Links of Interest

Kresge Eye Institute

Selected Publications

  • Devi TS#, Somayajulu M#,, Kowluru RA, Singh L.P. (2017) Txnip reglates mitophagy in retinal Muller cells under diabetic conditions: Implications for diabetic retinopathy. Cell Death Dis 8(5):e2777. doi: 10.1038/cddis.2017.190. #, Both considered as first authors.
    PMID: 28492550  (#, Equal contributions)
  • Pradhan P, Upadhyay N, Tiwari A, Singh L.P. (2016) Genetic and epigenetic modifications aimed at the pathogenesis of diabetic retinopathy: a molecular link to regulate gene expression. New Frontiers in Ophthalmology, 2(5): 192-204.  PMID: 28691104
  • Perrone L, Matrone C, Singh L.P. (2014) Epigenetic modifications and potential new treatment targets in diabetic retinopathy. J Ophthalmol. 2014:789120. PMID: 25165577
  • Singh L.P. (2014) The NLRP3 Inflammasome and Diabetic Cardiomyopathy: Editorial to: "Rosuvastatin alleviates diabetic cardiomyopathy by inhibiting NLRP3 inflammasome and MAPK pathways in a type 2 diabetes rat model" by Beibei Luo et al. Cardiovasc Drugs Ther. 28(1):5-6.  PMID: 24220800
  • Singh L.P. (2013) Thioredoxin Interacting Protein (TXNIP) and Progression of Diabetic Retinopathy. J Clin Exp Ophthalmol, 4: 287.
    PMID: 24353900
  • Devi TS, Hosoya KI, Terasaki T, Singh L.P. (2013) Critical role of TXNIP in oxidative stress, DNA damage, and apoptosis of pericytes in high glucose: Implications for diabetic retinopathy. Exp. Cell Res. 319:1001-1012. PMID: 23353834
  • Singh, L.P., Devi, TS, Nantwi, KD. (2012) Theophylline Regulates Inflammatory and Neurotrophic factor Signals in Functional Recovery after C2-Hemisection in Adult Rats. Exp. Neurol., 238:79-88. PMID: 22981449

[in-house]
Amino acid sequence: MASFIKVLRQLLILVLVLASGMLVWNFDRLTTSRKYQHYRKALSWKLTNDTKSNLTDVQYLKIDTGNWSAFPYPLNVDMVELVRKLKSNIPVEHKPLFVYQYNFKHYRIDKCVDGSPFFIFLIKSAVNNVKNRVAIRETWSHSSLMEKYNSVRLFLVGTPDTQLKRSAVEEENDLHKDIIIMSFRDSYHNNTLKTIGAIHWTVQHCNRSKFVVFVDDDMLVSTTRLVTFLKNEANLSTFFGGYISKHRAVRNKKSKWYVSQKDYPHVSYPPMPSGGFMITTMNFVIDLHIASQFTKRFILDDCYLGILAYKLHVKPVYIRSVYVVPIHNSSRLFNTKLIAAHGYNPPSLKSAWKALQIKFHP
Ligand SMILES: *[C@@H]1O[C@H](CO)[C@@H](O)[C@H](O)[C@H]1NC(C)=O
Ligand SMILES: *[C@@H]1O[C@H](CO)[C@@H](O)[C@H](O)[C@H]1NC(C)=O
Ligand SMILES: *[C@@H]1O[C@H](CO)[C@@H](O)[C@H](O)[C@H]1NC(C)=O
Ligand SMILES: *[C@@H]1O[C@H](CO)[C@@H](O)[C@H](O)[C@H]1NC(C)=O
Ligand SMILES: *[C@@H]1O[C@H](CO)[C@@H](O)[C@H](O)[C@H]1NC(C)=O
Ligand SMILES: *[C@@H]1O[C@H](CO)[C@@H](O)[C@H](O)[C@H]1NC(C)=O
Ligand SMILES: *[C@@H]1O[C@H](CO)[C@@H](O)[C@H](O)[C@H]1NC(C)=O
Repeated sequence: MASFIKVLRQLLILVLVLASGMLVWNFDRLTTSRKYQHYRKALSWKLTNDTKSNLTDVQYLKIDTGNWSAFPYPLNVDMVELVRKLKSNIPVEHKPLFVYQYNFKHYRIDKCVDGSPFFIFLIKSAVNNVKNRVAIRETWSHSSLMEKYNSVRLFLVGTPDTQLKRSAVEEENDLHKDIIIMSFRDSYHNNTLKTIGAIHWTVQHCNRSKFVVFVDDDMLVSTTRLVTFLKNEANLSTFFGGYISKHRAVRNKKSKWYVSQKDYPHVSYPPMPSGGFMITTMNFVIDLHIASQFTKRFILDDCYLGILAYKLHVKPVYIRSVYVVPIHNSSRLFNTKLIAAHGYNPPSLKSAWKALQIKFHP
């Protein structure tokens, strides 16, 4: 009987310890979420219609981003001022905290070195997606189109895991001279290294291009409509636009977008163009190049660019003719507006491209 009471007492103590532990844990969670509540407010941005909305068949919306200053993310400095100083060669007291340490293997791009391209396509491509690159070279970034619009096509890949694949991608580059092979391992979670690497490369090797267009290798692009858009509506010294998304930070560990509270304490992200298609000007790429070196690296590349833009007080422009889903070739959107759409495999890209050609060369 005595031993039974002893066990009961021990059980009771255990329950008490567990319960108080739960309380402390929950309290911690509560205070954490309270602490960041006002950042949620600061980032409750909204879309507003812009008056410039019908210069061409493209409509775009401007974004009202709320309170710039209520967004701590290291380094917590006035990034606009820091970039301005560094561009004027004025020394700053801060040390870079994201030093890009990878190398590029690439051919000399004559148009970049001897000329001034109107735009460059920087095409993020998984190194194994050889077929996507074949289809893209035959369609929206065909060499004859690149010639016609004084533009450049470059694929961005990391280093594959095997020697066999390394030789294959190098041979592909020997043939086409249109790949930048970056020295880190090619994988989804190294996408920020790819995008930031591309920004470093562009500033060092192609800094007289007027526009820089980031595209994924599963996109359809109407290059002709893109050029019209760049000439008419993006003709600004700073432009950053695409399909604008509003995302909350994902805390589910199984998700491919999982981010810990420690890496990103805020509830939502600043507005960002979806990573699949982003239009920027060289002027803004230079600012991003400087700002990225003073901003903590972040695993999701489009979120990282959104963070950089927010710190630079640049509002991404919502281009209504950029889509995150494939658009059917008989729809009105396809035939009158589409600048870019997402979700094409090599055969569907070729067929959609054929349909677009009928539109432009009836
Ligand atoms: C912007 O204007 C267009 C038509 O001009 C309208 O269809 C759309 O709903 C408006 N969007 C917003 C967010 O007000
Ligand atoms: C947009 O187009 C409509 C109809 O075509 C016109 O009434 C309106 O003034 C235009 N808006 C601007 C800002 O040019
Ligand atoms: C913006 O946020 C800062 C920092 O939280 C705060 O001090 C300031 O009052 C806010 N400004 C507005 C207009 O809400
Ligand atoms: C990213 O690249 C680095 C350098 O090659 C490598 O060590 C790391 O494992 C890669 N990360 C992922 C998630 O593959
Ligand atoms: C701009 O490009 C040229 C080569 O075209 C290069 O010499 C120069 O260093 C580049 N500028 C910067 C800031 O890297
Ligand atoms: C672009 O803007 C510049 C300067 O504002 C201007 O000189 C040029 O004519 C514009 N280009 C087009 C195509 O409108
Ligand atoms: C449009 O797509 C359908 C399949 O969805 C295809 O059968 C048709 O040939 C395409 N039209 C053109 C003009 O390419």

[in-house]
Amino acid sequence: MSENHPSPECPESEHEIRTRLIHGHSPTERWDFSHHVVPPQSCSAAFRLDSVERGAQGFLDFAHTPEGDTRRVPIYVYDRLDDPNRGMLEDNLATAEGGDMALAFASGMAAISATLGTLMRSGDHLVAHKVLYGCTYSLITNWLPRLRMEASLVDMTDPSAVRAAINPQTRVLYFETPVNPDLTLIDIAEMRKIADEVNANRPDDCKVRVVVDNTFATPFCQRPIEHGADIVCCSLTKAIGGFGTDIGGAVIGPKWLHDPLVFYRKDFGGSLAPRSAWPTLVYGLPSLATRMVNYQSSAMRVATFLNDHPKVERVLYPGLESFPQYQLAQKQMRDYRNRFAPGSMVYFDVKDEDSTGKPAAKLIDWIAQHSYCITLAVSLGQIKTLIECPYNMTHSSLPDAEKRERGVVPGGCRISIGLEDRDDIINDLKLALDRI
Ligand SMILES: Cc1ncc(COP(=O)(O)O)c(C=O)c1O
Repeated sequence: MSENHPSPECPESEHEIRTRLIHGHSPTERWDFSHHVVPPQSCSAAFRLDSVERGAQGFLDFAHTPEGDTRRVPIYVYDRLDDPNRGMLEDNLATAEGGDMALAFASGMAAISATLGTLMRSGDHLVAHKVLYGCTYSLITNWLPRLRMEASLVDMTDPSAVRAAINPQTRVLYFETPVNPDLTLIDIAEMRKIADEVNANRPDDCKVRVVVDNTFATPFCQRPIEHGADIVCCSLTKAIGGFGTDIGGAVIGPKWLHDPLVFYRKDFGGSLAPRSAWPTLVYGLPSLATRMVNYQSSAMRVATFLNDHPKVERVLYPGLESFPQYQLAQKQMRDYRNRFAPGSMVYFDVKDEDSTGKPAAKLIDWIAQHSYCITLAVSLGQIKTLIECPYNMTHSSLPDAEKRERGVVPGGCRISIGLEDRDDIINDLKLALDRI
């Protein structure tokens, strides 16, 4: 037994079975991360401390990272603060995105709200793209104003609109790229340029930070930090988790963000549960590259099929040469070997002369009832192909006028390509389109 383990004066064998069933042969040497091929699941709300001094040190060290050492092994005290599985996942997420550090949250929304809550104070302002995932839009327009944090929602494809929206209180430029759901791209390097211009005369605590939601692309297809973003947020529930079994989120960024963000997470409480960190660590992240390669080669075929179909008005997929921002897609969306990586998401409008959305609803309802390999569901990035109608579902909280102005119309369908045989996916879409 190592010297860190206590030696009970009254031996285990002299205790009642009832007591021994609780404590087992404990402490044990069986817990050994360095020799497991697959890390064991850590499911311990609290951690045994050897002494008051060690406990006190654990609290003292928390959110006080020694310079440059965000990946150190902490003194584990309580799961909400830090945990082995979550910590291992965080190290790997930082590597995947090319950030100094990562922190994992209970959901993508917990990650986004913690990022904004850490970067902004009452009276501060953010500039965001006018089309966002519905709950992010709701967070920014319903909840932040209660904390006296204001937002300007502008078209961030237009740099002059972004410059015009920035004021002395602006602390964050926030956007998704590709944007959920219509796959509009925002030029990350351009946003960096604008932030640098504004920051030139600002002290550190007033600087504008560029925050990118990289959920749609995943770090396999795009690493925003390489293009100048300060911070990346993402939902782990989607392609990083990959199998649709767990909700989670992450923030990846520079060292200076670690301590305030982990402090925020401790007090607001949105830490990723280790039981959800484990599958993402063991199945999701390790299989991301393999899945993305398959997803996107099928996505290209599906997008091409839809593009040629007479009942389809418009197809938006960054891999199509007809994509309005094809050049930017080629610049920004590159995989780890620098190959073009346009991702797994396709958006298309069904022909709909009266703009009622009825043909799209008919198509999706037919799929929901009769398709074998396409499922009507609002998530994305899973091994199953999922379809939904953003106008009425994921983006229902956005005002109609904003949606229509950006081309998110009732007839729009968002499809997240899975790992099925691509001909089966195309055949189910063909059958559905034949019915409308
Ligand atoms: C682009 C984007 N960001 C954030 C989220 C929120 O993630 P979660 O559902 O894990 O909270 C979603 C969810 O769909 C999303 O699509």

• Devi TS, Lee I, Huttemann M, Kumar A, Nantwi KC, Singh L.P. (2012) Txnip links innate host defense mechanisms to oxidative stress and inflammation in retinal Muller glia under chronic hyperglycemia: Implications for diabetic retinopathy. Exp. Diab Res., 2012;2012:438238.  PMID: 22474421
  • Devi TS, Hosoya K, Terasaki T, and Singh LP. (2011) GSK-3-CREB axis mediates IGF-1-induced ECM/adhesion molecule expression, cell cycle progression and monolayer permeability in retinal capillary endothelial cells: Implication for Diabetic Retinopathy. Biochim Biophys Acta-Molecular basis of disease 1812(9):1080-1088. PMID: 21549192
  • Sbai O, Devi TS, Melone MA, Feron F, Khrestchatisky M, Singh L.P., and Perrone L. (2010). RAGE-TXNIP axis is required for S100B-promoted Schwann cell migration, fibronectin expression and cytokine secretion. J Cell Science 123(Pt 24):4332-4332
    PMID: 21098642
  • Perrone L, Devi TS, Hosoya K, Terasaki T, and Singh LP. (2010). Inhibition of TXNIP Expression In Vivo Blocks Early Pathologies of Diabetic Retinopathy. Cell Death and Disease 1, e65; doi:10.1038/cddis.2010.42. PMID: 21364670
  • Perrone L, Devi TS, Hosoya K, Terasaki T, and Singh LP. (2009). Thioredoxin-Interacting Protein (TXNIP) induces inflammation through chromatin modification in retinal capillary endothelial cells under diabetic conditions. J Cell Physiol. 221(1):262-272.
    PMID: 19562690